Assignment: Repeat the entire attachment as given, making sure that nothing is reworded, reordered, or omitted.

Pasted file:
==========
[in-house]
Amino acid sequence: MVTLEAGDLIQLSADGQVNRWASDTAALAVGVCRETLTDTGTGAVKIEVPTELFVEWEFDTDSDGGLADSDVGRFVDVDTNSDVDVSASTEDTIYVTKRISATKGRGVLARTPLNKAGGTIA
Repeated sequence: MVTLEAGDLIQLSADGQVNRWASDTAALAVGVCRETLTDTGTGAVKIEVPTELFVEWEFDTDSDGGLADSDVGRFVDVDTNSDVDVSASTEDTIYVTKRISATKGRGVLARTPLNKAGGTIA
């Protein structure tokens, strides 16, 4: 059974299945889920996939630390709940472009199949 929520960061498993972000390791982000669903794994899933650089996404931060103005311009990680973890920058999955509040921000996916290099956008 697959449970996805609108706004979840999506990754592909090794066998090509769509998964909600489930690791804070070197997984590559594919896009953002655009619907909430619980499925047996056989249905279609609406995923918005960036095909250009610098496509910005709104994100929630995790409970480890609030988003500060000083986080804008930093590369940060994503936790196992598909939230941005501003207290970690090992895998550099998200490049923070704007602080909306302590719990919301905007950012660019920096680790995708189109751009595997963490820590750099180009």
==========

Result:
[in-house]
Amino acid sequence: MVTLEAGDLIQLSADGQVNRWASDTAALAVGVCRETLTDTGTGAVKIEVPTELFVEWEFDTDSDGGLADSDVGRFVDVDTNSDVDVSASTEDTIYVTKRISATKGRGVLARTPLNKAGGTIA
Repeated sequence: MVTLEAGDLIQLSADGQVNRWASDTAALAVGVCRETLTDTGTGAVKIEVPTELFVEWEFDTDSDGGLADSDVGRFVDVDTNSDVDVSASTEDTIYVTKRISATKGRGVLARTPLNKAGGTIA
């Protein structure tokens, strides 16, 4: 059974299945889920996939630390709940472009199949 929520960061498993972000390791982000669903794994899933650089996404931060103005311009990680973890920058999955509040921000996916290099956008 697959449970996805609108706004979840999506990754592909090794066998090509769509998964909600489930690791804070070197997984590559594919896009953002655009619907909430619980499925047996056989249905279609609406995923918005960036095909250009610098496509910005709104994100929630995790409970480890609030988003500060000083986080804008930093590369940060994503936790196992598909939230941005501003207290970690090992895998550099998200490049923070704007602080909306302590719990919301905007950012660019920096680790995708189109751009595997963490820590750099180009």